EDDIE ECKER COUNTY PARK (Great dog spot)
(Great dog spot, launch kayaks, canoes)
Located at the end of Navy Road (across the train tracks), the large, open park has a fishing pier, rocky beach and offers easy access to trails in Hither Woods Preserve. A good place for launching kayaks and canoes into Fort Pond Bay. Take your dogs to play. Open year round. Free parking.
CAROL MORRISON PARK & FORT POND HOUSE
(Launch kayaks, canoes, or picnic)
Carol Morrison Park, containing Fort Pond House, is located on a four-acre site overlooking Fort Pond with a grill station, benches, and open space for play. Steps down to the pond allow for launching kayaks, etc. Carol Morrison was a well-loved conservationist and it is appropriate that this park, which narrowly escaped being sold to private developers in 2010, should be named after her. The house on the premises is available for meetings and other events by appointment through the East Hampton Recreation Department, 631-324-2417.
HITHER HILLS STATE PARK
(fish, play, hike, bike, facilities)
The large beachfront park along Old Montauk Highway sits on two-and-a-half-miles of Atlantic Ocean beach and boasts 1,755 acres of parkland that stretches to Napeague Harbor. Along with hiking and nature trails, it has 168 campsites that can be reserved through ReserveAmerica.com.Activities include ocean swimming, saltwater fishing, guided nature hikes, and children’s programs. Non-campers are welcome, but must pay a $10 daily parking fee. Open year round from sunrise to sunset. (631-668-2554).
Hither Hills State Park, Hither Woods Preserve and Lee Koppelman Nature Preserve form adjacent multi–use parks containing 3,000 acres with 18 different trails covering over 40 miles of terrain stretching from the sound to the Atlantic. To access the trails north of the highway, park at either the highway overlook at Hither Woods, the recycling center (1.5 miles west of the village on Montauk Highway), or at the Navy Road (Eddie Ecker Park) parking lot. The Montauk Bike Shopin the village arranges group and corporate tours, rents mountain bikes, and gives advice. Bike or hike to Fresh Pond or take a beautiful coastal walk at Rocky Point. Even though the trails are blazed with color-coded markers, hikers should take maps. Attractions: Fresh Pond; trails skirting Block Island Sound, Napeague beach, and dunes.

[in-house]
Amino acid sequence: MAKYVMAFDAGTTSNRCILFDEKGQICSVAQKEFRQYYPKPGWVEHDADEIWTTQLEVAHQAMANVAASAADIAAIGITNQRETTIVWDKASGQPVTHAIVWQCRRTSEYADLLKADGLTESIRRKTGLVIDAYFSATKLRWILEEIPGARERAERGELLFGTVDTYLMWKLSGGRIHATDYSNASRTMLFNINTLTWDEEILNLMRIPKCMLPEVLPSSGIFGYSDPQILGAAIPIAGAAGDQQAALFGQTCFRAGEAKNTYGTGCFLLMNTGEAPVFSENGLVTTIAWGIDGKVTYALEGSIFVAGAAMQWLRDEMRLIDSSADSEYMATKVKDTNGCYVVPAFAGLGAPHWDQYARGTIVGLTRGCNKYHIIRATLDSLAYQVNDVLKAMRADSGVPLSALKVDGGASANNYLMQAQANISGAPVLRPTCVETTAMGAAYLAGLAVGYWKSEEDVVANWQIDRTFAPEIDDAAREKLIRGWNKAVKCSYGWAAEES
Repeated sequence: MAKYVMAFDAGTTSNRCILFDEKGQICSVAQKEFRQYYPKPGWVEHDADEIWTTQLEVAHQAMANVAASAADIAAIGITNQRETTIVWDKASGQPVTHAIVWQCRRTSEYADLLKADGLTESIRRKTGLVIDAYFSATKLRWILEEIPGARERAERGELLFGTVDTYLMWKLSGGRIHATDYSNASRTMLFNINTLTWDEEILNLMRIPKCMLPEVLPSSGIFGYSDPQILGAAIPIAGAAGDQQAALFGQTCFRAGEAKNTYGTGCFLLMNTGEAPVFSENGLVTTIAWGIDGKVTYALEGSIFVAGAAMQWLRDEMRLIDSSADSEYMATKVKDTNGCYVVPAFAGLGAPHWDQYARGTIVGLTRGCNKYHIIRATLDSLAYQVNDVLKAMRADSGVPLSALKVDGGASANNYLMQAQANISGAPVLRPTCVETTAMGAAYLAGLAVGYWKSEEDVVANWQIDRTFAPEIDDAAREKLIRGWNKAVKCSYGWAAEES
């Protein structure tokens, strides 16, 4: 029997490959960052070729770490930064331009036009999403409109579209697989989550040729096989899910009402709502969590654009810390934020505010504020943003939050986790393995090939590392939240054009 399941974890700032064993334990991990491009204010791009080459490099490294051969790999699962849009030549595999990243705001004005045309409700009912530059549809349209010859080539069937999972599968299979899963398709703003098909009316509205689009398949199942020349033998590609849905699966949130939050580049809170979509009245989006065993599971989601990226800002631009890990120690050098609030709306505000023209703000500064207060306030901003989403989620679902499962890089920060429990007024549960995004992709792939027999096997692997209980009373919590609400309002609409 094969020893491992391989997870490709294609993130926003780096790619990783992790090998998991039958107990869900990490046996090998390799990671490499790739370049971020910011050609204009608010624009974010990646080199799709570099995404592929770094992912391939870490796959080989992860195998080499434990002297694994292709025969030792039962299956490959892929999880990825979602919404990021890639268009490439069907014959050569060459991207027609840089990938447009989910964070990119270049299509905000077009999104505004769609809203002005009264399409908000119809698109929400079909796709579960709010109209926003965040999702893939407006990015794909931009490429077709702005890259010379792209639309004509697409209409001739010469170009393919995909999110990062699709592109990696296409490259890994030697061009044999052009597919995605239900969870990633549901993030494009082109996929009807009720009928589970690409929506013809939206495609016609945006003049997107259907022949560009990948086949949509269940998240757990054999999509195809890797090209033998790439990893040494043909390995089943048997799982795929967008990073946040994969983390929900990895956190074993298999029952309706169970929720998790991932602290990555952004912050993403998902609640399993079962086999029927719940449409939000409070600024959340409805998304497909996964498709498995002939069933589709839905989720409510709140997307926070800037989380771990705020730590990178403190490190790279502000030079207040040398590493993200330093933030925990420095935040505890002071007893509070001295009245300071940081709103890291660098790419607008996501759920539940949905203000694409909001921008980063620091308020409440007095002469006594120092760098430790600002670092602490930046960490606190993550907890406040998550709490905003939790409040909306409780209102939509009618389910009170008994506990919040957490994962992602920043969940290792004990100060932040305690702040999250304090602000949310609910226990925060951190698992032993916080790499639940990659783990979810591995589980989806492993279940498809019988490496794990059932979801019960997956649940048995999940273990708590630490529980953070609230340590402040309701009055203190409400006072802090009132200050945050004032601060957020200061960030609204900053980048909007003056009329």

This quaint three-acre park, just west of the village, is maintained by the Montauk Village Association. It includes Fort Pond, which is the second largest freshwater lake on Long Island, a picnic area, a pavilion on Fort Pond, and it’s next to Second House Museum and Montauk Indian Museum. The park hosts events year-round.
MONTAUK DOWNS STATE PARK
A 160-acre park that has an 18-hole public golf course (see Landsports). It also has a driving range, a putting green, and six Har-True tennis courts. A large outdoor pool and a wading pool for children is open in summer.
Montauk Mountain Preserve contains one of the few remaining maritime grasslands in New York and supports some of the state’s rarest plants. It contains three extremely rare denizens of this distinctive and disappearing habitat: bushy rockrose, Nantucket shadbush, and New England blazing star. DO NOT TOUCH OR DISTURB these specimens. The six-acre preserve is maintained by the Nature Conservancy. To get there, follow Second House Road north 0.7 miles to an asphalt road on the left. Park at the end of the asphalt road by the Nature Conservancy sign. The preserve is at the end of the road past the last house on the right.